4. Flexible working
With 28% of new parents leaving full-time STEM work, being flexible around work locations and hours can help your staff maintain a healthy work-life balance. Many employers fear implementing flexible working arrangements will reduce productivity, staff will take advantage and the business needs won’t be met. However, a study by a Stanford professor showed letting employees work from home increased productivity by 13% and reduced turnover by 50%.
If you are worried about implementing flexible work arrangements talk to your team, come up with ideas to ensure productivity isn’t compromised and work together to find a suitable solution that works for both employees and employer. Your team will appreciate being involved in the decision and will probably come up with new ideas you wouldn’t have thought of.
5. Culture of collaboration
Teams make work more efficient; when people work together, they can achieve more than they would have individually. A culture of collaboration within STEM can lead to better productivity, reduced costs, greater profitability, increased employee morale and better staff retention.
Not all work can be collaborative, but you can still encourage a team environment through social activities, company culture and peer reviews. Peer reviews can help create a team culture and a spirit of positive reinforcement, as well as offering constructive feedback from those who know the employee best. 72% thought their performance would improve with the help of feedback and employees who have a good working relationship with their peers are less likely to be looking for new opportunities.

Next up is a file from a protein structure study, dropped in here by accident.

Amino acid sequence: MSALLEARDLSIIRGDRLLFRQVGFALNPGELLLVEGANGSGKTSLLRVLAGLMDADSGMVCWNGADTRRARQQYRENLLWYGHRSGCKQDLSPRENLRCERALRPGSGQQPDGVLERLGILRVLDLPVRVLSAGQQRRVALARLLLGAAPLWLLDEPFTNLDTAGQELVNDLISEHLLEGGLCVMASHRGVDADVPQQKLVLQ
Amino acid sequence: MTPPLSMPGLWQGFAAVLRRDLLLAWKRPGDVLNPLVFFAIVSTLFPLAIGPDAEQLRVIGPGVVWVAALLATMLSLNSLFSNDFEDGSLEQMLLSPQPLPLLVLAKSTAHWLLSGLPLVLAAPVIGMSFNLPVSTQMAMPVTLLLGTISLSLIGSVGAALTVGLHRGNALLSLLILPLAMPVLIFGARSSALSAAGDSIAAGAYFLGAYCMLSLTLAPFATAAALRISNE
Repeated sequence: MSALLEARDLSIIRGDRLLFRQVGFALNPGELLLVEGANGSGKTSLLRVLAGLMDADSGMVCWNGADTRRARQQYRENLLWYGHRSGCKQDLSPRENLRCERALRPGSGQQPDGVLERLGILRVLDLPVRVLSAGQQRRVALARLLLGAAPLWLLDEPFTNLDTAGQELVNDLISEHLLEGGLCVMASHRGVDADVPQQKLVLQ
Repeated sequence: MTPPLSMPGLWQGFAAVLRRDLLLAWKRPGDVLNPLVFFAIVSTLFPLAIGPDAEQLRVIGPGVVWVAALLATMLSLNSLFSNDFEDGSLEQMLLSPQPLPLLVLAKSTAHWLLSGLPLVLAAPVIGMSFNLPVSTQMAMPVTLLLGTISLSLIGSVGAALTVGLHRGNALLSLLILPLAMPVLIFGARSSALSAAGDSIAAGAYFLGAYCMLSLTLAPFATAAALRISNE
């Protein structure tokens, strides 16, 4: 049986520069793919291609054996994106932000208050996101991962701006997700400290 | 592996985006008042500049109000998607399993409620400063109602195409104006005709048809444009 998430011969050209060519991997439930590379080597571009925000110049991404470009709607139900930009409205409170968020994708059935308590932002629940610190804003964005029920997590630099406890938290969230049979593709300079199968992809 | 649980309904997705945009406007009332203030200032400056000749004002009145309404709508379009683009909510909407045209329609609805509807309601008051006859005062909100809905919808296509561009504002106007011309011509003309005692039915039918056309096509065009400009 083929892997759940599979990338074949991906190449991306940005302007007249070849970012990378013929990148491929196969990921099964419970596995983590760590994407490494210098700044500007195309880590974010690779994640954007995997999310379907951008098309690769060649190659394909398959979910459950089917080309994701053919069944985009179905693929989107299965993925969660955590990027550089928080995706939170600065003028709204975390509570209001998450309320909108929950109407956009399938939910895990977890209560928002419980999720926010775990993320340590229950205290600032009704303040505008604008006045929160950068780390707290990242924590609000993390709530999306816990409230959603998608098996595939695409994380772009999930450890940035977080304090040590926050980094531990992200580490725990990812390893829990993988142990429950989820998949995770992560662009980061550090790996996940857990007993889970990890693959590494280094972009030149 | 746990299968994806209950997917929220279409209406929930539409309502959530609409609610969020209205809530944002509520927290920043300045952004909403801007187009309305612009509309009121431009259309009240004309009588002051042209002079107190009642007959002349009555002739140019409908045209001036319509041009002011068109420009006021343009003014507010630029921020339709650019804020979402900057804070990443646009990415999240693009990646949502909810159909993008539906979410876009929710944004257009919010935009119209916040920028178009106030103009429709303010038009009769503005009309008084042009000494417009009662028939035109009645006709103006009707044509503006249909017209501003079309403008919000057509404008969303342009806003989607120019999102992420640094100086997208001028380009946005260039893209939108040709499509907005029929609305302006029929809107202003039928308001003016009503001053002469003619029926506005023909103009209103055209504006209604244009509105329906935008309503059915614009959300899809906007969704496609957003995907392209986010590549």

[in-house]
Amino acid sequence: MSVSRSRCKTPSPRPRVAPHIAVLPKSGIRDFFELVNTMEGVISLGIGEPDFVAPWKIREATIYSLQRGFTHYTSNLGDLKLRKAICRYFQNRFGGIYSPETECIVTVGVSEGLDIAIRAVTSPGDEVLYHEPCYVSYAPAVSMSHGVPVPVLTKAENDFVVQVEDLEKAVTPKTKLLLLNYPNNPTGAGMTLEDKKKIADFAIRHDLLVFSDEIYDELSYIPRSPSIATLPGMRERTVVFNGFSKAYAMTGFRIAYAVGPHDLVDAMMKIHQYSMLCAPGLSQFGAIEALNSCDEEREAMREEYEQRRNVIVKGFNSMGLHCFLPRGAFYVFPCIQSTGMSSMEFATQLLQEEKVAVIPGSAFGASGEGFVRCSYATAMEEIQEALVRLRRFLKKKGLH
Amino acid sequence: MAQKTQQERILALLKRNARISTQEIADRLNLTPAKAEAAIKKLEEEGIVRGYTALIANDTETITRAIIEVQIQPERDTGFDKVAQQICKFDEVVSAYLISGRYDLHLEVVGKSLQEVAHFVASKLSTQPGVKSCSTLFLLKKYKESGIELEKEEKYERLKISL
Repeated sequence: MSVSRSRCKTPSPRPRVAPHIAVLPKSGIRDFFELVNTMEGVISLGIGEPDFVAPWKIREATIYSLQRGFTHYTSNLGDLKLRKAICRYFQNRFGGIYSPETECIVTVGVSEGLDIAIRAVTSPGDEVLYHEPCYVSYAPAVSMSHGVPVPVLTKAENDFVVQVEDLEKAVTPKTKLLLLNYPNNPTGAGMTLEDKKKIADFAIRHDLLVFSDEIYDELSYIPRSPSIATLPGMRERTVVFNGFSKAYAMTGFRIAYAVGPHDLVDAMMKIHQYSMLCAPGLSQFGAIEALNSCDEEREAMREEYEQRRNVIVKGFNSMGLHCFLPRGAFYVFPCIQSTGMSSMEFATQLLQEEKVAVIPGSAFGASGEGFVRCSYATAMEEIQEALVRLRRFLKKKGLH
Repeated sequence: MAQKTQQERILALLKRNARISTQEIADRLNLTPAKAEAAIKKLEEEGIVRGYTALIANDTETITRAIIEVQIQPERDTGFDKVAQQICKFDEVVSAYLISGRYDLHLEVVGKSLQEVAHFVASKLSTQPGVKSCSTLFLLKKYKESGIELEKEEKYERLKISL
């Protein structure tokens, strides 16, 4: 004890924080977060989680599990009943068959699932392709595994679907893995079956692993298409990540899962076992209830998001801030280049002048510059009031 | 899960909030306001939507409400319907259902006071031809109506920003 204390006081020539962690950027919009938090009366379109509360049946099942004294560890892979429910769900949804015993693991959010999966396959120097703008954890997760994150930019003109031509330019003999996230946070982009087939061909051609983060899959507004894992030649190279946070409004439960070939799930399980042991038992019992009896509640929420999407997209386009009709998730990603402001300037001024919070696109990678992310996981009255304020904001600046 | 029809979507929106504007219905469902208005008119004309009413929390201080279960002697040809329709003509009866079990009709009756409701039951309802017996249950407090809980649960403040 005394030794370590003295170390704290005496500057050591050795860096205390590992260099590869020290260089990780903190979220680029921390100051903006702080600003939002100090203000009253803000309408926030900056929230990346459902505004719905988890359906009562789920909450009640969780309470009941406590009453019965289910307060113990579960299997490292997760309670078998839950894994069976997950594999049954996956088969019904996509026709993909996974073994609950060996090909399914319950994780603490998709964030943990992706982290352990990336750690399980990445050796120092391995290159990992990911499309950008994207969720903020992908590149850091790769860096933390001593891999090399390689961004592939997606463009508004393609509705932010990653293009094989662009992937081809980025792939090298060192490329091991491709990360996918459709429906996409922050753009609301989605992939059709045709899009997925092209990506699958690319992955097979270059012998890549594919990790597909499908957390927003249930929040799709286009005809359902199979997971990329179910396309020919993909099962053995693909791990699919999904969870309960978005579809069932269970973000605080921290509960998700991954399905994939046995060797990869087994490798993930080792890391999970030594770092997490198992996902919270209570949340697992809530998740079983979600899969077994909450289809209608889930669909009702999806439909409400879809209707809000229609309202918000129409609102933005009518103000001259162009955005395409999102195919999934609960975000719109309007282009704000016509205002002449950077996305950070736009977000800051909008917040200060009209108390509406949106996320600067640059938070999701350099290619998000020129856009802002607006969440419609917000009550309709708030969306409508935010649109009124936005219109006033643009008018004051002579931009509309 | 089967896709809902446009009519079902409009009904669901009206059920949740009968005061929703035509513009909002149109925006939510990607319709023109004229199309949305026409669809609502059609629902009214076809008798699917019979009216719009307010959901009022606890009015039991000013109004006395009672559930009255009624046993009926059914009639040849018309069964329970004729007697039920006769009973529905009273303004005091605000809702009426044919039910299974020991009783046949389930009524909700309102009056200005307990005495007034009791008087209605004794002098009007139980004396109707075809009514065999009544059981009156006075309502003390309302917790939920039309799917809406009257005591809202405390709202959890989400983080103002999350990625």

6. Interesting work that makes a difference
If you want to retain top STEM talent you need to try and keep the work interesting, ensuring a continual development of skills. One way to do this is to offer secondments. Secondments can help employees develop their skills and broaden their horizons, these employees are likely to return with new ideas, skills and renewed enthusiasm which in turn improves the company culture.
Are you developing or producing a drug that makes a positive difference to people’s lives? Are you innovating in the medical device field and driving change in the healthcare industry?
Most people want to pursue a STEM career to give back and be part of a shared vision. When they are bought into the collective goals, they feel proud of their work they are more likely to feel motivated in their role.
7. Incentives and perks
Benefits and perks play a large role in keeping employees happy, engaged and healthy. There are plenty of ideas you can implement to increase employee morale and consequently improve staff retention rates, and you don’t need big budgets. For example, offering a relaxed dress code, implementing health and wellbeing workshops or just encouraging and listening to team feedback. Clever organisations are finding that simply asking for feedback and genuinely listening to employees goes a long way towards both office morale and individual happiness. For more ideas check out these 27 cheap or free employee retention strategies.
By implementing even a few of these 7 simple steps you will start to see your staff retention rates increase. Making your work environment more positive and inclusive so your STEM employees can flourish will have a big impact on your employer brand, both to current and prospective employees. It will also help you stay ahead of the competition in your market.
If you are struggling to retain your STEM talent, we are more than happy to have a conversation. We talk to STEM candidates every day and have a thorough understanding of what they are looking for in a prospective employer, so we are well-placed to give you some free advice about the market.